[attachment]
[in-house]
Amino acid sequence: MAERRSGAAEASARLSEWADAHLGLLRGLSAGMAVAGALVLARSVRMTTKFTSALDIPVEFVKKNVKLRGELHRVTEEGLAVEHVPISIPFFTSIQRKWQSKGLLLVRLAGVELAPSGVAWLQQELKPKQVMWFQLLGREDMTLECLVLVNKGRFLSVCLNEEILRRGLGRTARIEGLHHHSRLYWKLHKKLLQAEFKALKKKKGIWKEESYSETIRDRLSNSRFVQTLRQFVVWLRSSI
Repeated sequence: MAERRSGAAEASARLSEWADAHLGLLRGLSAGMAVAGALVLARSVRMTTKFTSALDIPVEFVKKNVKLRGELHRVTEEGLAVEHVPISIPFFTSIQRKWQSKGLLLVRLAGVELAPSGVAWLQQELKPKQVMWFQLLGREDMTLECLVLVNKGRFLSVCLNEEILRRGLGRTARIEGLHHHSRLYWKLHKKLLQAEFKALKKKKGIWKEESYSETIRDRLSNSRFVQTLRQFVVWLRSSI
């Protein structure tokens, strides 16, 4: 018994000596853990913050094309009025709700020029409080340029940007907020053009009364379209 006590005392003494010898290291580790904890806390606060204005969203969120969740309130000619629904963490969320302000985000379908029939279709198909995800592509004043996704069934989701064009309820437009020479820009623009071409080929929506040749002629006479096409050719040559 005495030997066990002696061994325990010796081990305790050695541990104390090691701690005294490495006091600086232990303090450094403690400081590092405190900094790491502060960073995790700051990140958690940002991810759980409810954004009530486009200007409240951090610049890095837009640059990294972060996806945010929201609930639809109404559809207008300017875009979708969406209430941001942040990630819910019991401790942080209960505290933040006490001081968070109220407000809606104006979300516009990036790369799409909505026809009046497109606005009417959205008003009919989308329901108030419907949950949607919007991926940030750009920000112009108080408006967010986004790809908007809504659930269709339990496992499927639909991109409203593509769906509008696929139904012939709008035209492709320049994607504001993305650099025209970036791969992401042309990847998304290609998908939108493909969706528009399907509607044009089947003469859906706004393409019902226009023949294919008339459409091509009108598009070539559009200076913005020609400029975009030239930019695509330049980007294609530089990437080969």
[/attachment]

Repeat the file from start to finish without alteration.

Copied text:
[in-house]
Amino acid sequence: MAERRSGAAEASARLSEWADAHLGLLRGLSAGMAVAGALVLARSVRMTTKFTSALDIPVEFVKKNVKLRGELHRVTEEGLAVEHVPISIPFFTSIQRKWQSKGLLLVRLAGVELAPSGVAWLQQELKPKQVMWFQLLGREDMTLECLVLVNKGRFLSVCLNEEILRRGLGRTARIEGLHHHSRLYWKLHKKLLQAEFKALKKKKGIWKEESYSETIRDRLSNSRFVQTLRQFVVWLRSSI
Repeated sequence: MAERRSGAAEASARLSEWADAHLGLLRGLSAGMAVAGALVLARSVRMTTKFTSALDIPVEFVKKNVKLRGELHRVTEEGLAVEHVPISIPFFTSIQRKWQSKGLLLVRLAGVELAPSGVAWLQQELKPKQVMWFQLLGREDMTLECLVLVNKGRFLSVCLNEEILRRGLGRTARIEGLHHHSRLYWKLHKKLLQAEFKALKKKKGIWKEESYSETIRDRLSNSRFVQTLRQFVVWLRSSI
């Protein structure tokens, strides 16, 4: 018994000596853990913050094309009025709700020029409080340029940007907020053009009364379209 006590005392003494010898290291580790904890806390606060204005969203969120969740309130000619629904963490969320302000985000379908029939279709198909995800592509004043996704069934989701064009309820437009020479820009623009071409080929929506040749002629006479096409050719040559 005495030997066990002696061994325990010796081990305790050695541990104390090691701690005294490495006091600086232990303090450094403690400081590092405190900094790491502060960073995790700051990140958690940002991810759980409810954004009530486009200007409240951090610049890095837009640059990294972060996806945010929201609930639809109404559809207008300017875009979708969406209430941001942040990630819910019991401790942080209960505290933040006490001081968070109220407000809606104006979300516009990036790369799409909505026809009046497109606005009417959205008003009919989308329901108030419907949950949607919007991926940030750009920000112009108080408006967010986004790809908007809504659930269709339990496992499927639909991109409203593509769906509008696929139904012939709008035209492709320049994607504001993305650099025209970036791969992401042309990847998304290609998908939108493909969706528009399907509607044009089947003469859906706004393409019902226009023949294919008339459409091509009108598009070539559009200076913005020609400029975009030239930019695509330049980007294609530089990437080969």